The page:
This is excellent news. Say we want to produce a seascape. We can simply drag on multiple copies of an imported seagull photo object and resize, flip, skew and rotate the instances to make each seagull slightly different. Thinking laterally we can import two small and simple textured PNG files with varying transparency alpha channels and then layer and transform them and combine them together to build up believable clouds and waves. Overlay the resulting groups over two large vector shapes filled with solid colour or gradients to represent the sky and sea and the varying transparency of the clouds and waves make them seem more believable than vectors ever could.

Understand Flash’s bitmap handling and you can produce high-impact low-bandwidth images.

Using other tricks that we’ve learned we can squeeze the output file size even harder. We can use the main seagull image slightly bigger than its resolution would suggest and lower its JPEG output quality setting. We can lower it even further for the wave and cloud images as these have no detail that will be missed. We can even drop one of these bitmaps entirely, breaking apart the other and using elements from it to build up both waves and clouds. Or we can turn this abstract image into a fill tile with which we can simply paint on the waves and clouds. Working in this way we can produce a near photo-realistic composition of any size and the resulting SWF size will be little bigger than the total size of the two heavily-compressed bitmap elements!

There’s just one thing holding us back. By rotating, resizing, flipping and skewing we can make each version of our imported bitmaps slightly different but each instance’s pixel data, its defining colour, remains the same. And with no in-built bitmap editing or filtering capabilities it looks like there’s not a lot we can do about it. However Flash has one final trick up its sleeve. If you use the Modify > Convert to Symbol command (F8) and select the new symbolized version of the bitmap, the power we are looking for suddenly appears as a new Color dropdown in the Property Inspector.

By converting your bitmap to a symbol, you gain control over each instance’s colour.

Click on this and you can choose between four options: Brightness for varying the colour of the bitmap symbol between solid white and black; Opacity for varying it between fully opaque and fully transparent; Tint for adding a percentage tint of a selected colour; and Advanced for independently and simultaneously controlling the Red, Green, Blue and Alpha channels. All changes happen in real time so it’s easy to get just the colour effect you are looking for and, if you now drag multiple instances of the new bitmap symbol onto the Stage, you can subtly or dramatically change the colour for each and every instance! The creative potential this opens up is huge, but publish the movie and you’ll see that the output file size remains minimal. Excellent – this combination of high impact and low bandwidth is what Flash is all about. And that’s even before we look at the biggest opportunity that turning our bitmaps into symbols opens up: animation (I’ll cover this in a future article).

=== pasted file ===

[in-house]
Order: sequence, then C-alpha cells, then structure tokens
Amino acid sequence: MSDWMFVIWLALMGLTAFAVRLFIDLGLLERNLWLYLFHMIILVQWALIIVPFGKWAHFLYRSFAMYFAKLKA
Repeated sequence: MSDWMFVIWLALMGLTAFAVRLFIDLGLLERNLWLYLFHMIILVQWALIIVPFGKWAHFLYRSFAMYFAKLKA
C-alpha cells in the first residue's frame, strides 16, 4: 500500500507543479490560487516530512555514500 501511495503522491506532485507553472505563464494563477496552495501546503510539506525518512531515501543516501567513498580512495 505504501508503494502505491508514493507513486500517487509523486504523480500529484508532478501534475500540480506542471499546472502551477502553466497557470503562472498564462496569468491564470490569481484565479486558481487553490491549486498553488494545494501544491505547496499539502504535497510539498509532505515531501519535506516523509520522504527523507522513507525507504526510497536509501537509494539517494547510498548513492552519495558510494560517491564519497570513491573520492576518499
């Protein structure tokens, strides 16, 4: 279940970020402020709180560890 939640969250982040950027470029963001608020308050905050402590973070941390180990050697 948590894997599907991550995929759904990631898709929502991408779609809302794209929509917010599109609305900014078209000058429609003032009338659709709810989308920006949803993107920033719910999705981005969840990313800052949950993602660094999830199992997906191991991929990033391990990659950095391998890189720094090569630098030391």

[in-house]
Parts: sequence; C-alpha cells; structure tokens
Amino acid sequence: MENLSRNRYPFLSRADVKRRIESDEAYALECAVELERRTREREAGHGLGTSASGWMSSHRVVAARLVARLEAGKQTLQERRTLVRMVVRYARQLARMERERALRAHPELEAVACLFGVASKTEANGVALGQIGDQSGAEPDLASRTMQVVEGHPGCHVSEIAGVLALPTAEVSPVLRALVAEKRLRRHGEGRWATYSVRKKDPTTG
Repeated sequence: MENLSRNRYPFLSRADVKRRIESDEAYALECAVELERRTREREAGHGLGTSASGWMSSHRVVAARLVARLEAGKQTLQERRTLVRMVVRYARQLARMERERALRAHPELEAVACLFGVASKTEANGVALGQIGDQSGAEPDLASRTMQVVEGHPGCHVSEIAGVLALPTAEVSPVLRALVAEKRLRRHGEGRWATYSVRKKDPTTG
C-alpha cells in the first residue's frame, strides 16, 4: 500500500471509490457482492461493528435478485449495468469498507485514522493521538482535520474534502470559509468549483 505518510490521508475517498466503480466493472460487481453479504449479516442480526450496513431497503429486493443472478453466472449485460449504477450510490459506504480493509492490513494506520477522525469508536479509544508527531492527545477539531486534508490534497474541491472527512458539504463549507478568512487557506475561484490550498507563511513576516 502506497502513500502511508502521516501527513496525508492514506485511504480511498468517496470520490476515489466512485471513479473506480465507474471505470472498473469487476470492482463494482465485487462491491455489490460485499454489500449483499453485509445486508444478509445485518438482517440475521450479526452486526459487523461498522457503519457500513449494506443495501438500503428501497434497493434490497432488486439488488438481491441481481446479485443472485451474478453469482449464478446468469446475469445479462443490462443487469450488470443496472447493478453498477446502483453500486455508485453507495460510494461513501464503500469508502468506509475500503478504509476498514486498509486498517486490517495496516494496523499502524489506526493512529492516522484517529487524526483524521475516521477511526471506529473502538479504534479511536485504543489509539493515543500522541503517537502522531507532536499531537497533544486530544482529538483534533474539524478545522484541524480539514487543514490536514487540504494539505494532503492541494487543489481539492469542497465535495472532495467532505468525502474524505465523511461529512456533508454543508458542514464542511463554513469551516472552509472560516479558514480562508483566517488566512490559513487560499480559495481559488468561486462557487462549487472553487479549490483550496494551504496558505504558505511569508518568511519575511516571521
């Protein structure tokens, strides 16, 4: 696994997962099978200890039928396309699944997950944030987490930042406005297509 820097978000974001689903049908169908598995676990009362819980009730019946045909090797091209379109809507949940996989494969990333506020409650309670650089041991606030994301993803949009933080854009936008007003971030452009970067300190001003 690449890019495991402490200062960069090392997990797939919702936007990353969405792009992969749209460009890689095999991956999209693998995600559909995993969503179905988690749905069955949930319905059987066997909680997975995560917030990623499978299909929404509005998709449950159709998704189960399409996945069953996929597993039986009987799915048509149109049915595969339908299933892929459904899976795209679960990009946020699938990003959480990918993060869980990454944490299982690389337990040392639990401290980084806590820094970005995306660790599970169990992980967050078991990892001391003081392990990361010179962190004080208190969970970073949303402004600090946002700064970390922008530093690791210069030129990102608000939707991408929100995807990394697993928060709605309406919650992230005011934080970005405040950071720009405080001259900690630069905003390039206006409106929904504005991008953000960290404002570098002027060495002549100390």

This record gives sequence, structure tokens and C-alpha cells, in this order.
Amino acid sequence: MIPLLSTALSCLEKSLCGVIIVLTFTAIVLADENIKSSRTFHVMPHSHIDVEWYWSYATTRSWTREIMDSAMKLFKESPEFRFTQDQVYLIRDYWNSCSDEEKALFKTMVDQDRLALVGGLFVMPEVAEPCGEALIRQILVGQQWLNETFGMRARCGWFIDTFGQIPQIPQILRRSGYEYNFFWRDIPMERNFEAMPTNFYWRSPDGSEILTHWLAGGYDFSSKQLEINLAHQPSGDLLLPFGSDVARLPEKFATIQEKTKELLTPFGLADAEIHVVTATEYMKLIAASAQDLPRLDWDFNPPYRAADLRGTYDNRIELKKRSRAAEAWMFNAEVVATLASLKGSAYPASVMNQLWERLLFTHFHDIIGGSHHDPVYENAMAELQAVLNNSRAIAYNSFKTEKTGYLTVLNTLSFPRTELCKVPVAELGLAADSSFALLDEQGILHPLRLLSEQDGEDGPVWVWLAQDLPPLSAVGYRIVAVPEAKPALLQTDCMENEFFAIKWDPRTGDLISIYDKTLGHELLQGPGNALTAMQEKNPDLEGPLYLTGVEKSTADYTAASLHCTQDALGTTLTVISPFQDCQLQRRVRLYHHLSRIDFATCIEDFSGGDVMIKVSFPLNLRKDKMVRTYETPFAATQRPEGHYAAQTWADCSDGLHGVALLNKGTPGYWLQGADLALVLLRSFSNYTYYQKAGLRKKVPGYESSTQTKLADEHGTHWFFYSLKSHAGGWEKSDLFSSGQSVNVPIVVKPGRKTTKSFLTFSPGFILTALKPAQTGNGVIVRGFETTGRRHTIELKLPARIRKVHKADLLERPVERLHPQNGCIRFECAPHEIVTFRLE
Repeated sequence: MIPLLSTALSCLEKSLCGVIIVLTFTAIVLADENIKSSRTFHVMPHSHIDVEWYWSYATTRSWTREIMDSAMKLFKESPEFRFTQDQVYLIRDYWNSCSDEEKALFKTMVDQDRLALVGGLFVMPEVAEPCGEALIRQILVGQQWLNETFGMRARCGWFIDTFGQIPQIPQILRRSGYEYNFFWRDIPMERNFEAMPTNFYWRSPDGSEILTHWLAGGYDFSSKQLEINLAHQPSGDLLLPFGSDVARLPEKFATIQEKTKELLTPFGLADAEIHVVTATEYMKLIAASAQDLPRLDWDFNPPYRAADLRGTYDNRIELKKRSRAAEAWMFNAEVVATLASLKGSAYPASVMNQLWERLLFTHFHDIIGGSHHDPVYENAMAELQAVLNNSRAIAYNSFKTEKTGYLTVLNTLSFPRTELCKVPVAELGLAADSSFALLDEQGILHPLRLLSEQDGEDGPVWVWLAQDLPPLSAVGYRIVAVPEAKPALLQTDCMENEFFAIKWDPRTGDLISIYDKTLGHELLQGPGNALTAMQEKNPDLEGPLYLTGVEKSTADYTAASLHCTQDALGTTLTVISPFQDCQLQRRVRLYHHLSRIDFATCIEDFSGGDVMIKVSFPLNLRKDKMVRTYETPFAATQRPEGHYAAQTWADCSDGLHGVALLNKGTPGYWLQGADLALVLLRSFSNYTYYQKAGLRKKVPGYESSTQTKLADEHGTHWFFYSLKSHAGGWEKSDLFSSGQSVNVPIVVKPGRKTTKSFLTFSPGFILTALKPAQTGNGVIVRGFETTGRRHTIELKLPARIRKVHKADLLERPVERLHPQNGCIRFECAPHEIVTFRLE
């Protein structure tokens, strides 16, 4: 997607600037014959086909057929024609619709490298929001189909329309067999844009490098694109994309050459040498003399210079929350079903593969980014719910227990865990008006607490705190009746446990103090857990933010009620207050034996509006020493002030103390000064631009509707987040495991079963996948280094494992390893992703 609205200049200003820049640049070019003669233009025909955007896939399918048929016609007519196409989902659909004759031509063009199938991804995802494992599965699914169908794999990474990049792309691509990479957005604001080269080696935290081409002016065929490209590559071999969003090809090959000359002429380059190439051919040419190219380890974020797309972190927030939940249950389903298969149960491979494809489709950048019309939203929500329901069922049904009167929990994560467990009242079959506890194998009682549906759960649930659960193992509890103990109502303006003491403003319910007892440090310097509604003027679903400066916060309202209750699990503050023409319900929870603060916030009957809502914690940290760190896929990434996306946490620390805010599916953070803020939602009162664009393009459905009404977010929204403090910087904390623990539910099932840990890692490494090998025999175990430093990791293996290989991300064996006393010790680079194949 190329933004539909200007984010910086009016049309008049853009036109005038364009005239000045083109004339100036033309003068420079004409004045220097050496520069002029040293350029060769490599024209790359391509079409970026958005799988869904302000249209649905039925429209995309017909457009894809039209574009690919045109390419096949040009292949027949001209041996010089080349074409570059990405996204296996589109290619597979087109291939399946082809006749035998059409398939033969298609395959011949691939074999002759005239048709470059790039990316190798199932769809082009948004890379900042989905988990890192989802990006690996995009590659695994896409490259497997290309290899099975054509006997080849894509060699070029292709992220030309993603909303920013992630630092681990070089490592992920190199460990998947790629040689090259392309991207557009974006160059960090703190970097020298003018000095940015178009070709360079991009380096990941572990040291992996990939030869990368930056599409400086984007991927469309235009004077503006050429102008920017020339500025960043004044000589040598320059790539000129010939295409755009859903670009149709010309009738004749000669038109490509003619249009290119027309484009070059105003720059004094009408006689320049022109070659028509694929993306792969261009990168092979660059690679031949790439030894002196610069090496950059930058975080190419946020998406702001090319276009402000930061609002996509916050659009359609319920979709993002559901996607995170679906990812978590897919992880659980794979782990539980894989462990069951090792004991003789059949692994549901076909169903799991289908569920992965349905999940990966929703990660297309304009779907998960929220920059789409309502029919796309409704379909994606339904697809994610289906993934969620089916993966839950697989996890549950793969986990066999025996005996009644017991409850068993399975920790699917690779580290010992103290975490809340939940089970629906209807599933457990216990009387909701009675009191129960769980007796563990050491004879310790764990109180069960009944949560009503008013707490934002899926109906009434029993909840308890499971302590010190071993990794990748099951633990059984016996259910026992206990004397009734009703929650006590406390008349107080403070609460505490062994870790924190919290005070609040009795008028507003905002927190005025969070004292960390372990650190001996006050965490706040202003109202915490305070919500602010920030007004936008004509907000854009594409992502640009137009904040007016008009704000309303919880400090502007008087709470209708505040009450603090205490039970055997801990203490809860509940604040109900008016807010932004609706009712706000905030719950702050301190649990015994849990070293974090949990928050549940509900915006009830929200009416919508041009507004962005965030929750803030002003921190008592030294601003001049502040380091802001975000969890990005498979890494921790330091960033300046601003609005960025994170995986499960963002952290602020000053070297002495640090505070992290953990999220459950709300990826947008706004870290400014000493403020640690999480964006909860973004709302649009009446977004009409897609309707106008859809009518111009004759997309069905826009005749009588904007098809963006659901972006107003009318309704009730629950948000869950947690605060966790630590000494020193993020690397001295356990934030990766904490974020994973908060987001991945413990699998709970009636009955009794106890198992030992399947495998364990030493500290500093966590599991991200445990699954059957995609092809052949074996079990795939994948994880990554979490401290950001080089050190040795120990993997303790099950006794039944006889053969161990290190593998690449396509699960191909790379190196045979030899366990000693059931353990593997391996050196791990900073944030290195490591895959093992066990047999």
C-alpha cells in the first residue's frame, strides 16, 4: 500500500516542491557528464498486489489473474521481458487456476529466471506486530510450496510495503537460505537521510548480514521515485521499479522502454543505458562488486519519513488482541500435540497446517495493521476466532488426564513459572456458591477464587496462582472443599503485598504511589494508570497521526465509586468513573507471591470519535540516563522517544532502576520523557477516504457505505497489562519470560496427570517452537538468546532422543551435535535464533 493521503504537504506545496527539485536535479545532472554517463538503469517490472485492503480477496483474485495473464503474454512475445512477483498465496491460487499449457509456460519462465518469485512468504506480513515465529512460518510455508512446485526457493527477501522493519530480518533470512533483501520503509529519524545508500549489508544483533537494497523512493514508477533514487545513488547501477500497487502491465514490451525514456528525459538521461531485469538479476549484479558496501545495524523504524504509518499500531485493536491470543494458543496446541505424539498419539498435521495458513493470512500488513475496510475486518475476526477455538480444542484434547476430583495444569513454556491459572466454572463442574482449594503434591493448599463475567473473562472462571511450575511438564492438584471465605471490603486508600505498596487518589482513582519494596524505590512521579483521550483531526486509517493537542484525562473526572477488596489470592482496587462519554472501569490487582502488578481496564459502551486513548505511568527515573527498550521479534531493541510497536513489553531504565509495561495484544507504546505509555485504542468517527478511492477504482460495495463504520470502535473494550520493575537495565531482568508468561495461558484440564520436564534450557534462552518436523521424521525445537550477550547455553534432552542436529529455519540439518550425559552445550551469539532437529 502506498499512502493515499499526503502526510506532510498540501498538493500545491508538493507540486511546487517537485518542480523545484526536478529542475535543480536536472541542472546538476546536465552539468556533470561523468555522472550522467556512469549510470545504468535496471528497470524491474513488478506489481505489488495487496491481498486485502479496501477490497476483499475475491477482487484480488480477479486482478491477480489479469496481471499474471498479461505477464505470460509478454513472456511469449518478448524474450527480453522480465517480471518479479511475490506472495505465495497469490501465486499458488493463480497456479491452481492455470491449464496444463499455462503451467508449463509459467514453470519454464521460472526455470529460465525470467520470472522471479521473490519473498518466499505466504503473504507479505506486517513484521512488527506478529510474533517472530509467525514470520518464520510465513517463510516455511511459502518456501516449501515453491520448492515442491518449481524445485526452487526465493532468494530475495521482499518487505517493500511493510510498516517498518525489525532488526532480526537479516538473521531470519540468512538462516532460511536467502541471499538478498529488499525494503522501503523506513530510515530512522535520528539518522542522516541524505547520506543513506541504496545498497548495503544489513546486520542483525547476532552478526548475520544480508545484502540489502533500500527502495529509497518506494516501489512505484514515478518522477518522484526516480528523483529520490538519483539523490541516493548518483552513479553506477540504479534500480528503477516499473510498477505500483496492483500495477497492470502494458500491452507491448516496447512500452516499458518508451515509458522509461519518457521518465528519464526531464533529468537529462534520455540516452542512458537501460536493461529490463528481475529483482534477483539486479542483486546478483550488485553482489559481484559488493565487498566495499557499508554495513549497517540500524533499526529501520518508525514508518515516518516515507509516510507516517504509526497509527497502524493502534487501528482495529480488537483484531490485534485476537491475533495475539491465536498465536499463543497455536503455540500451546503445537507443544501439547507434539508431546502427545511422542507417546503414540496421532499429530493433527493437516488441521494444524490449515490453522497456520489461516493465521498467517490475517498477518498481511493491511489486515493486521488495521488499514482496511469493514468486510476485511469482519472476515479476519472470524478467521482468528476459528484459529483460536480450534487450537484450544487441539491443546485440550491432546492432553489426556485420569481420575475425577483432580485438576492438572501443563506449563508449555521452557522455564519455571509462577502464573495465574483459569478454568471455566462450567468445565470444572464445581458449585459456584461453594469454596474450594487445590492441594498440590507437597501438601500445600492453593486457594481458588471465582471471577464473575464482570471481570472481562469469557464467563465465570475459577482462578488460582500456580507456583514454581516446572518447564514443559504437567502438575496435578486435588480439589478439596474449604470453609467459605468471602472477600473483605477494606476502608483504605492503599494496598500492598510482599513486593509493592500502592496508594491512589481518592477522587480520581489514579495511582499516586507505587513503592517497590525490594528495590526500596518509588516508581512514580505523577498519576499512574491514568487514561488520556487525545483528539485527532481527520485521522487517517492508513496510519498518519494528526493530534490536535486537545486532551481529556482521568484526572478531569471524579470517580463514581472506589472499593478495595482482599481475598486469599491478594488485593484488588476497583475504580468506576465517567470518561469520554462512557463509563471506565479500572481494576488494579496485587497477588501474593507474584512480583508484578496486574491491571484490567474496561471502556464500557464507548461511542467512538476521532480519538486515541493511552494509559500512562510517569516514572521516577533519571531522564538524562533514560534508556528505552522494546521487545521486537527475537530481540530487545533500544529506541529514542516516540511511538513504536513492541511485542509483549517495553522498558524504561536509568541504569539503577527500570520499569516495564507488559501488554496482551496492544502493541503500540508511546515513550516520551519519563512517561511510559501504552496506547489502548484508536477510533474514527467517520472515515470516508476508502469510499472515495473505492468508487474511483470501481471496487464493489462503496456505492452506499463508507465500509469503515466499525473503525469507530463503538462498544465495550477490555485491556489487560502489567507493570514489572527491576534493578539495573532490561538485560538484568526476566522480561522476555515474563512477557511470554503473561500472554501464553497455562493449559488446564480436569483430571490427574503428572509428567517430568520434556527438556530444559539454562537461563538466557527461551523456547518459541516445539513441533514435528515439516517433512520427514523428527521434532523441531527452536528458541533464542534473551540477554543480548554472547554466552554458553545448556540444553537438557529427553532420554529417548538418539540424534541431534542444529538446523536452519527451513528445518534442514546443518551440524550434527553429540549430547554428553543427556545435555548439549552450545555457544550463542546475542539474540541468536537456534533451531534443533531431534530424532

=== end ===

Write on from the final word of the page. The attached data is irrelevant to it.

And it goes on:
No-one could say that Flash’s unusual bitmap handling is intuitive and, at times, Macromedia seems to have gone out of its way to make the program’s surprisingly powerful capabilities even more opaque and inaccessible. In a way though, that’s probably sensible. If you don’t know what you are doing, bringing in download-heavy bitmaps can instantly defeat the whole point of Flash’s streamlined efficiency. The bottom line is that for most Flash work, vectors are the right choice. However, once you fully understand Flash’s bitmap handling, you can leverage it to produce some stunning results that simply aren’t achievable with vectors alone, which remain supremely efficient in download terms, and which help take your work into new areas both functionally and creatively.

Tom Arah

December 2004